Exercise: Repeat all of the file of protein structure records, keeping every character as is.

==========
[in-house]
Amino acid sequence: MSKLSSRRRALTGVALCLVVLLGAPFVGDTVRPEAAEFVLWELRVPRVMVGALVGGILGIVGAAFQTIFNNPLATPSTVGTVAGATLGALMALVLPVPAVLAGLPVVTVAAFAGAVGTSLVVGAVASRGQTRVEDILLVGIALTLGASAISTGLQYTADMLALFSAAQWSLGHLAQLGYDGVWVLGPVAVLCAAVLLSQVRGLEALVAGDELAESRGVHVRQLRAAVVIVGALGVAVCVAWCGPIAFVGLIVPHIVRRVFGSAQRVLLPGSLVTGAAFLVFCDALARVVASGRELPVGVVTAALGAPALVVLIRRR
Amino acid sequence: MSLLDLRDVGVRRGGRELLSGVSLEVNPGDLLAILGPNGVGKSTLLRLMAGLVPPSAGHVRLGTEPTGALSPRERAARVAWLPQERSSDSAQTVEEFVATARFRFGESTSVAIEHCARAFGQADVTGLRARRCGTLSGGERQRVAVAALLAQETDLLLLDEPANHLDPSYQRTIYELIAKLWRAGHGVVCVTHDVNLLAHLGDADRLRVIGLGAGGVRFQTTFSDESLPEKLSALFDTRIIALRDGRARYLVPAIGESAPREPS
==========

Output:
[in-house]
Amino acid sequence: MSKLSSRRRALTGVALCLVVLLGAPFVGDTVRPEAAEFVLWELRVPRVMVGALVGGILGIVGAAFQTIFNNPLATPSTVGTVAGATLGALMALVLPVPAVLAGLPVVTVAAFAGAVGTSLVVGAVASRGQTRVEDILLVGIALTLGASAISTGLQYTADMLALFSAAQWSLGHLAQLGYDGVWVLGPVAVLCAAVLLSQVRGLEALVAGDELAESRGVHVRQLRAAVVIVGALGVAVCVAWCGPIAFVGLIVPHIVRRVFGSAQRVLLPGSLVTGAAFLVFCDALARVVASGRELPVGVVTAALGAPALVVLIRRR
Amino acid sequence: MSLLDLRDVGVRRGGRELLSGVSLEVNPGDLLAILGPNGVGKSTLLRLMAGLVPPSAGHVRLGTEPTGALSPRERAARVAWLPQERSSDSAQTVEEFVATARFRFGESTSVAIEHCARAFGQADVTGLRARRCGTLSGGERQRVAVAALLAQETDLLLLDEPANHLDPSYQRTIYELIAKLWRAGHGVVCVTHDVNLLAHLGDADRLRVIGLGAGGVRFQTTFSDESLPEKLSALFDTRIIALRDGRARYLVPAIGESAPREPS